Even just a quick note "my kids are in your system, do you mind if I have a look - happy to sign an NDA" is better than "Hey, guess what, your database leaks and here is a copy I made just to prove it to you - look at all the child pics I could grab" :).

    If you want to be a white hat, it is best that you develop an approach that will avoid making you look like a black hat. "I'm a security researcher" can be seen as an excuse, so getting permission is a good move. If the site doesn't want to give it, leave them be. It's their loss.

    1. Will Godfrey Silver badge

      Re: Mixed feelings here

      While nice in theory, I've heard of times when a researcher has done exactly that and immediately been hit with a gag lawsuit.

      P.S.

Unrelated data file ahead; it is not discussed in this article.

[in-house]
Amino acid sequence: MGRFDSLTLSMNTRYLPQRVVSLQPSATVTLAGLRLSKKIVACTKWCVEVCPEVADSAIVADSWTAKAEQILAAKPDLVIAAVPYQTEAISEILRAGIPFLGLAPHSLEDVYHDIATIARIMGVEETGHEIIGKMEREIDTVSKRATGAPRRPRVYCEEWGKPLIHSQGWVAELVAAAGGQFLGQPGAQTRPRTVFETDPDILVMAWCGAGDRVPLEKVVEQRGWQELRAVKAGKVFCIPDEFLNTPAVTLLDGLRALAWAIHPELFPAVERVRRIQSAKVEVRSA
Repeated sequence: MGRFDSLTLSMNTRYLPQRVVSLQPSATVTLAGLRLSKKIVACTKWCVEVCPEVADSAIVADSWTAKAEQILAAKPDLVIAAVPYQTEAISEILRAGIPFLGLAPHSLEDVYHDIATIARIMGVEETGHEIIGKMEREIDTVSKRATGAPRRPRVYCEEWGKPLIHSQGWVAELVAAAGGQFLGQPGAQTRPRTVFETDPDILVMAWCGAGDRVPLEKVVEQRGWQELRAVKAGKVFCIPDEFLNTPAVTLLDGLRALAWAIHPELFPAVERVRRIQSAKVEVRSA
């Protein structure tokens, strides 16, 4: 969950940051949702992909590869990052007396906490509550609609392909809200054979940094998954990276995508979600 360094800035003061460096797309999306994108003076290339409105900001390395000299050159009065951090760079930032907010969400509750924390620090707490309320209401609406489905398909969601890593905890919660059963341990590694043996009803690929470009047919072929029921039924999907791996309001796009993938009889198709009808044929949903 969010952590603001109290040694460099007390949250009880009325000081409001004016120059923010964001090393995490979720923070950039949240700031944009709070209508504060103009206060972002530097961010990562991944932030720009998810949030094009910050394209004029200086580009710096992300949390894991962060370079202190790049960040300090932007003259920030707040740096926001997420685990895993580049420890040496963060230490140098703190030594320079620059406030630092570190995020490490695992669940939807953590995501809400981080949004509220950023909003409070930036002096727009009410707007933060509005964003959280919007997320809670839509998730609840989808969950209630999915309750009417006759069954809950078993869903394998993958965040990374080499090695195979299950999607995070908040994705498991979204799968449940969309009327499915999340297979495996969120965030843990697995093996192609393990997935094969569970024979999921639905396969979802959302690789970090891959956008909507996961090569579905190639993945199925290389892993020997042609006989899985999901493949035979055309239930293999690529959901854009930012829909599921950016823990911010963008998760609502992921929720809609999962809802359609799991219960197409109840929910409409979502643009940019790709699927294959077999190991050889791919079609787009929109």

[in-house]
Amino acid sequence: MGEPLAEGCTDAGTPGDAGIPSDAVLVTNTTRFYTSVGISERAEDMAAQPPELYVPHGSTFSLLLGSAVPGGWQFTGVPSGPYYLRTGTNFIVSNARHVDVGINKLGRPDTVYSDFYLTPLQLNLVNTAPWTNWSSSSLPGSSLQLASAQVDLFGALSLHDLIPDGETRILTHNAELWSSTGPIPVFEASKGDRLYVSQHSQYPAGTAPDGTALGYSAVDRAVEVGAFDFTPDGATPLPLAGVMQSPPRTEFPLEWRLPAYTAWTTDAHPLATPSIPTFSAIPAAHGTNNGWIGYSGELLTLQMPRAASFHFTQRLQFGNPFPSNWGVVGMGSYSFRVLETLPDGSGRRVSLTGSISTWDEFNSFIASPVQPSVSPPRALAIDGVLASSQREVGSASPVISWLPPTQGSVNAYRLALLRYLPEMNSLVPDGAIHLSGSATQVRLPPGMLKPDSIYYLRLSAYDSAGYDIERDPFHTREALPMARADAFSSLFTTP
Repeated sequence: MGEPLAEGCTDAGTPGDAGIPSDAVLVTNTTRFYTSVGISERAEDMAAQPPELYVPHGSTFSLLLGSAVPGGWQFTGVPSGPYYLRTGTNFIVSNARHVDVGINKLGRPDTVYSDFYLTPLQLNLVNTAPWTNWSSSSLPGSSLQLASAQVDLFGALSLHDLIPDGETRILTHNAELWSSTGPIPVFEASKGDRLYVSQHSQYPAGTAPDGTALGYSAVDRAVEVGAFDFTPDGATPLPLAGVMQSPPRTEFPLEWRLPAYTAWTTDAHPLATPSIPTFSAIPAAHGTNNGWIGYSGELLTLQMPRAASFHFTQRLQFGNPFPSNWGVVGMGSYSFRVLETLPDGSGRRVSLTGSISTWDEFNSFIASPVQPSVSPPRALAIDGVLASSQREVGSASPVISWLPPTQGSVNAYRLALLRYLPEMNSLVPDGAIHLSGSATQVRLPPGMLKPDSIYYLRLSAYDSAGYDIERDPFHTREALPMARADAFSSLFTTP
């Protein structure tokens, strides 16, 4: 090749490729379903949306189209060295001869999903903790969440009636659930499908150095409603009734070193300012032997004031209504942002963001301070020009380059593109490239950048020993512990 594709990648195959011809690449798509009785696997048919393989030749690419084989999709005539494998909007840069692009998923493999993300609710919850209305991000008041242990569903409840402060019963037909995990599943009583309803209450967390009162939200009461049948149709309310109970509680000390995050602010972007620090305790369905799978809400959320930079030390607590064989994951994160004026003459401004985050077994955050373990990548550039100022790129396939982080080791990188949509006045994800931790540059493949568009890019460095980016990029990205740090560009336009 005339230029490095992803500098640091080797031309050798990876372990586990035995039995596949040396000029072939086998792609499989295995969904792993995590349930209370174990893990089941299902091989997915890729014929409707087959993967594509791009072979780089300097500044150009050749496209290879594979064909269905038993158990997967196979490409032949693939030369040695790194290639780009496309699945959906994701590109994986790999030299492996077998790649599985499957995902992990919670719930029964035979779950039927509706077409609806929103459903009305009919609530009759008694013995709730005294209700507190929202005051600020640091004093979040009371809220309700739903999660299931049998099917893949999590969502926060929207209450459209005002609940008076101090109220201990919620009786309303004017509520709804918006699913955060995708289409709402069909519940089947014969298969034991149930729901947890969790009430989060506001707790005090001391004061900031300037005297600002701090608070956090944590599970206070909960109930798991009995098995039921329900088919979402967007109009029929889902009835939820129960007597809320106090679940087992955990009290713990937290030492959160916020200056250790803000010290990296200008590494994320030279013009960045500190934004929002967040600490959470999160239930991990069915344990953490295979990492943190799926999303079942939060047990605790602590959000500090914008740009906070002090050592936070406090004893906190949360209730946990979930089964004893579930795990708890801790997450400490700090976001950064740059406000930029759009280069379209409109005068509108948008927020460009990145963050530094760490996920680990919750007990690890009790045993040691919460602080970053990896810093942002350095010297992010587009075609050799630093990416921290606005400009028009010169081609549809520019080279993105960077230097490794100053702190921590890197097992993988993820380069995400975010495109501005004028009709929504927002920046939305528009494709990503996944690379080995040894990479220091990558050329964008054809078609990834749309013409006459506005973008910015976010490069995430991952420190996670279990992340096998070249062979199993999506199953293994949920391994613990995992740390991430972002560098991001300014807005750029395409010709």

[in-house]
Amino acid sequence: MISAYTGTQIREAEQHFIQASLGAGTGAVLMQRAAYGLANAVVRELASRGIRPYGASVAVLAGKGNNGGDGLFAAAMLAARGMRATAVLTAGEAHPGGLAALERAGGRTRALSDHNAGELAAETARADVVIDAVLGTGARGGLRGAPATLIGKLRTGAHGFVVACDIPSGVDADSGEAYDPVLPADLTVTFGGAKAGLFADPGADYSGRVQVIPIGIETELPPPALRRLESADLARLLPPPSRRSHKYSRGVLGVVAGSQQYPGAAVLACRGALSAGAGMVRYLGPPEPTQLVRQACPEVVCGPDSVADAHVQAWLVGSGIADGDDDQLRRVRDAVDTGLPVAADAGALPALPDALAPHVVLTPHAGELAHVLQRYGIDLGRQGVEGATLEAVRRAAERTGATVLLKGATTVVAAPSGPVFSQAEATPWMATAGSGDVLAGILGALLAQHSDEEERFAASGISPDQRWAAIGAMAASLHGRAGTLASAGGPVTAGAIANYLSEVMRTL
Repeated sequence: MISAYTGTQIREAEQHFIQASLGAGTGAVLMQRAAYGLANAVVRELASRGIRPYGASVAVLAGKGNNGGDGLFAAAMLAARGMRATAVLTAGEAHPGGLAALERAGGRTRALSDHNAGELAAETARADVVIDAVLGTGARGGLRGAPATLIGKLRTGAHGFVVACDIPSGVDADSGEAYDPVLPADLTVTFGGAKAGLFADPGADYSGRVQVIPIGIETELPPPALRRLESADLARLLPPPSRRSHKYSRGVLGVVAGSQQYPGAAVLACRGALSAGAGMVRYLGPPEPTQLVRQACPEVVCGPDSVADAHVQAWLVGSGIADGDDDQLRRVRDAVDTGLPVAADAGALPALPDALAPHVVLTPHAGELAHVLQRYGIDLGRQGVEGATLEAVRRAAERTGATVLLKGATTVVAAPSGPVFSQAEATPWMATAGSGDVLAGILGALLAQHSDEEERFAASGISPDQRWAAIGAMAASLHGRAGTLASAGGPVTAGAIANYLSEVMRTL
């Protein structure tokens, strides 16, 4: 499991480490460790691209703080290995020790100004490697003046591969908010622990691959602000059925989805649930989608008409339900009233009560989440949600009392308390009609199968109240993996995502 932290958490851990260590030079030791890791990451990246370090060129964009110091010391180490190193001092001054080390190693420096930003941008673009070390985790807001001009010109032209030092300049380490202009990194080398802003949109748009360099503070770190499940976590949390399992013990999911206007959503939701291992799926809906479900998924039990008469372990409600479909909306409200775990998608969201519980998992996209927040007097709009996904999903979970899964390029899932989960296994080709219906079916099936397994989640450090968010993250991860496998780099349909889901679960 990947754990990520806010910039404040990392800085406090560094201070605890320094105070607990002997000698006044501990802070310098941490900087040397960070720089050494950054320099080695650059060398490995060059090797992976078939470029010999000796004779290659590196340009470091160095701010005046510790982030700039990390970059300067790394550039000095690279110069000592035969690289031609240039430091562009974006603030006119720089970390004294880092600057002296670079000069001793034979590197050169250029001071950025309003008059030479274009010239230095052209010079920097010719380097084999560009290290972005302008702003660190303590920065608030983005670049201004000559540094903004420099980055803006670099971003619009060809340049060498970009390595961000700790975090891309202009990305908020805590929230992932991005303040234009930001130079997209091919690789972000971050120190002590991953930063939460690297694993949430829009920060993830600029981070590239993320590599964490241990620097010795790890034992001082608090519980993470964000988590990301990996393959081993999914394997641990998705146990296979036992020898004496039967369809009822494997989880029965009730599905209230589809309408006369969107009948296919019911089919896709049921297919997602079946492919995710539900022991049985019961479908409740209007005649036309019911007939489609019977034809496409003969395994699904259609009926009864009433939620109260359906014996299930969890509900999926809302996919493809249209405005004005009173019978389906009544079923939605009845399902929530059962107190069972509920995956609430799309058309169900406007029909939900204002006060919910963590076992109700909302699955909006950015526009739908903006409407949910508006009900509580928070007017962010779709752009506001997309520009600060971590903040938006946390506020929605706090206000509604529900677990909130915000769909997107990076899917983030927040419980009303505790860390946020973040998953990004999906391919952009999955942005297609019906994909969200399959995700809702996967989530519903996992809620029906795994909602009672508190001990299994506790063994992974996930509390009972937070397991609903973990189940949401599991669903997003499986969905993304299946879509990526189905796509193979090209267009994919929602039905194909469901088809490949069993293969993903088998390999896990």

In this case it's not their loss. It's potentially putting a lot of vulnerable people at risk.

    2. Anonymous Coward
      Anonymous Coward

      Re: Mixed feelings here

      Unscrupulous companies generally do not consent to white-hat hacking attempts, nor do they obtain the informed consent of their innocent victims. If protecting the innocent is your goal, you have to play hardball.

      Speaking as a sysadmin, an anonymous hacker could get my attention by shutting down services. If I see signs of intrusion, I'll shut down the server and raise the alarm. I believe my current clients would do the right thing. Some site owners, however, would just fire me and find a code monkey willing to do the bare minimum to get the site running again.